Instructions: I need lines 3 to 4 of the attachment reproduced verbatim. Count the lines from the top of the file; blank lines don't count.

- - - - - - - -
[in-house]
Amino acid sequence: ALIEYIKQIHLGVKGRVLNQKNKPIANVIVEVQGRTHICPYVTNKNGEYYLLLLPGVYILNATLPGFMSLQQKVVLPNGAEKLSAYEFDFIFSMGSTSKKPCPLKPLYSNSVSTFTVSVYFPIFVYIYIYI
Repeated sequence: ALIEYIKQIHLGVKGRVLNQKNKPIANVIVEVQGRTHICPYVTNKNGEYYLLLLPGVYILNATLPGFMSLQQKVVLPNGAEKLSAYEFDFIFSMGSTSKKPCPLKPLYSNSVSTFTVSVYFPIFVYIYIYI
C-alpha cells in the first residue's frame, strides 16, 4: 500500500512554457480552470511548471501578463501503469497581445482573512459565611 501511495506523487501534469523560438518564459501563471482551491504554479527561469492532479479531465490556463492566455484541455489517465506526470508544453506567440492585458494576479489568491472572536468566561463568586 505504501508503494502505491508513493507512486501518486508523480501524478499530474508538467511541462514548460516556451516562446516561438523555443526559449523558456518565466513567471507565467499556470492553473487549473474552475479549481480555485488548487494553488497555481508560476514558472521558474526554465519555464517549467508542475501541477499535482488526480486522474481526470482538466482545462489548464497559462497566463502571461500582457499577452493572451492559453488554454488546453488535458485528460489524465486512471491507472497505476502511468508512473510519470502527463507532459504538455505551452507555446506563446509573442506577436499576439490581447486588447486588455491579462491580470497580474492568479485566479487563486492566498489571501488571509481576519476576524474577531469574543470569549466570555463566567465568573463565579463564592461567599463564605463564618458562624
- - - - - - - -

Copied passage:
Repeated sequence: ALIEYIKQIHLGVKGRVLNQKNKPIANVIVEVQGRTHICPYVTNKNGEYYLLLLPGVYILNATLPGFMSLQQKVVLPNGAEKLSAYEFDFIFSMGSTSKKPCPLKPLYSNSVSTFTVSVYFPIFVYIYIYI
C-alpha cells in the first residue's frame, strides 16, 4: 500500500512554457480552470511548471501578463501503469497581445482573512459565611 501511495506523487501534469523560438518564459501563471482551491504554479527561469492532479479531465490556463492566455484541455489517465506526470508544453506567440492585458494576479489568491472572536468566561463568586 505504501508503494502505491508513493507512486501518486508523480501524478499530474508538467511541462514548460516556451516562446516561438523555443526559449523558456518565466513567471507565467499556470492553473487549473474552475479549481480555485488548487494553488497555481508560476514558472521558474526554465519555464517549467508542475501541477499535482488526480486522474481526470482538466482545462489548464497559462497566463502571461500582457499577452493572451492559453488554454488546453488535458485528460489524465486512471491507472497505476502511468508512473510519470502527463507532459504538455505551452507555446506563446509573442506577436499576439490581447486588447486588455491579462491580470497580474492568479485566479487563486492566498489571501488571509481576519476576524474577531469574543470569549466570555463566567465568573463565579463564592461567599463564605463564618458562624